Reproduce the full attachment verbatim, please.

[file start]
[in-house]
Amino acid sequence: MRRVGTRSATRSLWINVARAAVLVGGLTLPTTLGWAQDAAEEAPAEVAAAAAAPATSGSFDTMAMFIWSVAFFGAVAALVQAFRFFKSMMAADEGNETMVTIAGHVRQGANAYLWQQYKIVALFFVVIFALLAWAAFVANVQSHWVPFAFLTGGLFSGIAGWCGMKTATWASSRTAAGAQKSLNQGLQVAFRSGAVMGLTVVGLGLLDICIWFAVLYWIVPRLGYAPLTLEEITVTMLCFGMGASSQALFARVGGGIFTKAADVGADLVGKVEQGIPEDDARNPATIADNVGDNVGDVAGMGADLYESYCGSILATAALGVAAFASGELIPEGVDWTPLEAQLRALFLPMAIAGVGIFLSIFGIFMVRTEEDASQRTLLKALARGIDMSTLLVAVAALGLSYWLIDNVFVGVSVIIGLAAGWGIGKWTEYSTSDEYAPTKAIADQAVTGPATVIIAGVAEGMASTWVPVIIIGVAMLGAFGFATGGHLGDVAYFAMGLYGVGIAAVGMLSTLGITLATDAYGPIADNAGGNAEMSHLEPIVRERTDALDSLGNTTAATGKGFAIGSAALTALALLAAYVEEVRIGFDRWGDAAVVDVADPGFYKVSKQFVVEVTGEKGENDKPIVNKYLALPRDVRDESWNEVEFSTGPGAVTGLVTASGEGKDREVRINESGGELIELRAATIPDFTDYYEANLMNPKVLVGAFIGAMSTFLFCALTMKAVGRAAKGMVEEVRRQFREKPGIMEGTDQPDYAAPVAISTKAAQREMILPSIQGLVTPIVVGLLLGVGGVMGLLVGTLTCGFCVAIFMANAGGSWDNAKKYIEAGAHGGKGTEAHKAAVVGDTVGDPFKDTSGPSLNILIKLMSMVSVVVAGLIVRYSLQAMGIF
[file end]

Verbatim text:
[in-house]
Amino acid sequence: MRRVGTRSATRSLWINVARAAVLVGGLTLPTTLGWAQDAAEEAPAEVAAAAAAPATSGSFDTMAMFIWSVAFFGAVAALVQAFRFFKSMMAADEGNETMVTIAGHVRQGANAYLWQQYKIVALFFVVIFALLAWAAFVANVQSHWVPFAFLTGGLFSGIAGWCGMKTATWASSRTAAGAQKSLNQGLQVAFRSGAVMGLTVVGLGLLDICIWFAVLYWIVPRLGYAPLTLEEITVTMLCFGMGASSQALFARVGGGIFTKAADVGADLVGKVEQGIPEDDARNPATIADNVGDNVGDVAGMGADLYESYCGSILATAALGVAAFASGELIPEGVDWTPLEAQLRALFLPMAIAGVGIFLSIFGIFMVRTEEDASQRTLLKALARGIDMSTLLVAVAALGLSYWLIDNVFVGVSVIIGLAAGWGIGKWTEYSTSDEYAPTKAIADQAVTGPATVIIAGVAEGMASTWVPVIIIGVAMLGAFGFATGGHLGDVAYFAMGLYGVGIAAVGMLSTLGITLATDAYGPIADNAGGNAEMSHLEPIVRERTDALDSLGNTTAATGKGFAIGSAALTALALLAAYVEEVRIGFDRWGDAAVVDVADPGFYKVSKQFVVEVTGEKGENDKPIVNKYLALPRDVRDESWNEVEFSTGPGAVTGLVTASGEGKDREVRINESGGELIELRAATIPDFTDYYEANLMNPKVLVGAFIGAMSTFLFCALTMKAVGRAAKGMVEEVRRQFREKPGIMEGTDQPDYAAPVAISTKAAQREMILPSIQGLVTPIVVGLLLGVGGVMGLLVGTLTCGFCVAIFMANAGGSWDNAKKYIEAGAHGGKGTEAHKAAVVGDTVGDPFKDTSGPSLNILIKLMSMVSVVVAGLIVRYSLQAMGIF